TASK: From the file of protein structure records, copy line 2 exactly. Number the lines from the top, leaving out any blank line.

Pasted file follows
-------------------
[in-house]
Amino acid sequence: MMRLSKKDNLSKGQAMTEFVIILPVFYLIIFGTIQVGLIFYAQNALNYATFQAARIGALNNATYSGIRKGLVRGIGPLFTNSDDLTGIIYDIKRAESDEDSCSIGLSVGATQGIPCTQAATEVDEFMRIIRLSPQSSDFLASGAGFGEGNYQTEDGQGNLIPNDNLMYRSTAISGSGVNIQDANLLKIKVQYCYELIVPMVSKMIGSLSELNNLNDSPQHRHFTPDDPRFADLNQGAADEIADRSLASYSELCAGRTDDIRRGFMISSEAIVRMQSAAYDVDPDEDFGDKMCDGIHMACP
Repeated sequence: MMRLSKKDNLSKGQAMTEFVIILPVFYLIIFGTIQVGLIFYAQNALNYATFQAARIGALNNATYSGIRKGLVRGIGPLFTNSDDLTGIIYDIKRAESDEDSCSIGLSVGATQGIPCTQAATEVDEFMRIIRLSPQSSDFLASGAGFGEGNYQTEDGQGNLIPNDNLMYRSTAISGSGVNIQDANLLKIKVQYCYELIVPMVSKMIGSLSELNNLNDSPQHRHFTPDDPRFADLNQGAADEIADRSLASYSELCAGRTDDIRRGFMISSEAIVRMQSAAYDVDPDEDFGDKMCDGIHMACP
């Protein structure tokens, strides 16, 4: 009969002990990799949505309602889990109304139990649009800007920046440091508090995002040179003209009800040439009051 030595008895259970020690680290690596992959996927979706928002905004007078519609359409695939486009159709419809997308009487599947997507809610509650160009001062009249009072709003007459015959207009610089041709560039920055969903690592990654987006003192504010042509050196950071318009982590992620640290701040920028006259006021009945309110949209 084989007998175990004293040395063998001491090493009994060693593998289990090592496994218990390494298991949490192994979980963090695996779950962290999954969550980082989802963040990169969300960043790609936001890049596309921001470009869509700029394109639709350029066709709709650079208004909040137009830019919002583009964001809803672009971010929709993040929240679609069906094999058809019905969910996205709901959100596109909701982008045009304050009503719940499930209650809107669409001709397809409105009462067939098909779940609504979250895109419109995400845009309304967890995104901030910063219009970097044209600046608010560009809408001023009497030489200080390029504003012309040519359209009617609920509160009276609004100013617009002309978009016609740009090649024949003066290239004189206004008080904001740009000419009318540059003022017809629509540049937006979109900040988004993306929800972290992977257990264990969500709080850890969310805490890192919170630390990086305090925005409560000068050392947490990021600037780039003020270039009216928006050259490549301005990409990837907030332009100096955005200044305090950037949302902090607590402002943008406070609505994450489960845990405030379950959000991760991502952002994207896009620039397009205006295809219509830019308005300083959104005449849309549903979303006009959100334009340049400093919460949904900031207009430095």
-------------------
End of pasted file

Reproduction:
Amino acid sequence: MMRLSKKDNLSKGQAMTEFVIILPVFYLIIFGTIQVGLIFYAQNALNYATFQAARIGALNNATYSGIRKGLVRGIGPLFTNSDDLTGIIYDIKRAESDEDSCSIGLSVGATQGIPCTQAATEVDEFMRIIRLSPQSSDFLASGAGFGEGNYQTEDGQGNLIPNDNLMYRSTAISGSGVNIQDANLLKIKVQYCYELIVPMVSKMIGSLSELNNLNDSPQHRHFTPDDPRFADLNQGAADEIADRSLASYSELCAGRTDDIRRGFMISSEAIVRMQSAAYDVDPDEDFGDKMCDGIHMACP